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Saint Wulfstan in the Goodman window of England’s Worcester Cathedral. Image from worcestercathedral.blogspot.

Saint Wulfstan, 1007 – 1095, Bishop of Worcester, was heavy into voluntary privation and is the Catholic patron saint of vegetarians and dieters. He turned to strict vegetarianism because he found it difficult to resist the smell of roasted goose. Paradoxically enough, this is similar to what made me a sausagetarian.

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At left, Leonardo da Vinci, 1452 – 1510. At right, Benjamin Franklin, 1706 – 1790. Both were vegetarians at one time or another.

Leonardo da Vinci advocated vegetarianism, largely on ethical motivation. Some 250 years later, Benjamin Franklin chose a vegetarian diet at age 16, but it’s said he eventually returned to meat eating. I suspect Ben may have been a closet sausagetarian.

Pescetarianism is an interesting word, a portmanteau, a linguistic blend of existing words. The “pesce” is related to the Spanish pescado/fish. The rest of the word is cribbed from the English “vegetarianism.”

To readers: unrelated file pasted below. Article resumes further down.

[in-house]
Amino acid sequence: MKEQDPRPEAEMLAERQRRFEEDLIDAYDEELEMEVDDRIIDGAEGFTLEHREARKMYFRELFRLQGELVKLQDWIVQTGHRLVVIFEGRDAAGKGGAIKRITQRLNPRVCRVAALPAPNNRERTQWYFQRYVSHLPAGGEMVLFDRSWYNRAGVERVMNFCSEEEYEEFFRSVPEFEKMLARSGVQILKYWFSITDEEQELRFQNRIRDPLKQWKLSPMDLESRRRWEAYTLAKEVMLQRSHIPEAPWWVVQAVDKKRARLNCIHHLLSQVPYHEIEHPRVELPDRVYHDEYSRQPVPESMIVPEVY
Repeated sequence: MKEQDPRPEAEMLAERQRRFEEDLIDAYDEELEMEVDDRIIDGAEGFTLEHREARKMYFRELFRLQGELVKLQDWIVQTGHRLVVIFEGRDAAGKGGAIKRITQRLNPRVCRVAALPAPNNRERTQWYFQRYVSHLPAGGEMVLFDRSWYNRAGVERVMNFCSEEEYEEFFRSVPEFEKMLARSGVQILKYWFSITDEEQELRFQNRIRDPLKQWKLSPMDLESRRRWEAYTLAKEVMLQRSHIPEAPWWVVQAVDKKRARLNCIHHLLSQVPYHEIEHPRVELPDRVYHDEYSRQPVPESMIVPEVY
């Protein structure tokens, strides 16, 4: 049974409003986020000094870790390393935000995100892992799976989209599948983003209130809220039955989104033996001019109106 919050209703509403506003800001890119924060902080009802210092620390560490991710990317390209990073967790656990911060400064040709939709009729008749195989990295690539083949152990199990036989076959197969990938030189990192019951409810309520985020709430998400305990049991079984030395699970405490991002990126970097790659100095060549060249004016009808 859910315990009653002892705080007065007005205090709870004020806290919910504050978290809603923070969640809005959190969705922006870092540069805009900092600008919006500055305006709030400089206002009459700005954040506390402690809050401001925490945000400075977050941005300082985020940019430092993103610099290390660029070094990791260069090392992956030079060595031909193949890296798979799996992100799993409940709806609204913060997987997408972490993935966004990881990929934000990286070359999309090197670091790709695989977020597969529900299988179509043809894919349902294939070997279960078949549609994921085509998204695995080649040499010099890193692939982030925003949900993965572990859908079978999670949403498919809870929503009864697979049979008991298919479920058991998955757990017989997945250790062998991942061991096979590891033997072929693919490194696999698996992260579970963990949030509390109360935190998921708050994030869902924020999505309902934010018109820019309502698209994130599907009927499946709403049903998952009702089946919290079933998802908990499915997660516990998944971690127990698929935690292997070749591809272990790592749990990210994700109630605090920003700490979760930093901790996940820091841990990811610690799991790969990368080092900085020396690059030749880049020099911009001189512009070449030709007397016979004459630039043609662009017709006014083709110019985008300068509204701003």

For a long time, and continuing in some practices, Roman Catholics were Friday pescetarians. I’m reminded of my Cleveland youth, when Dad and I would religiously go to Victory Lunch, a neighborhood eatery, precisely on 12:00 a.m. Saturday to fetch our fast-breaking hotdogs, with mustard and onions, please. And don’t forget the fries, big thick ones crammed into cylindrical takeout containers. We didn’t have the term “ranch fries” back then, but that’s what they were.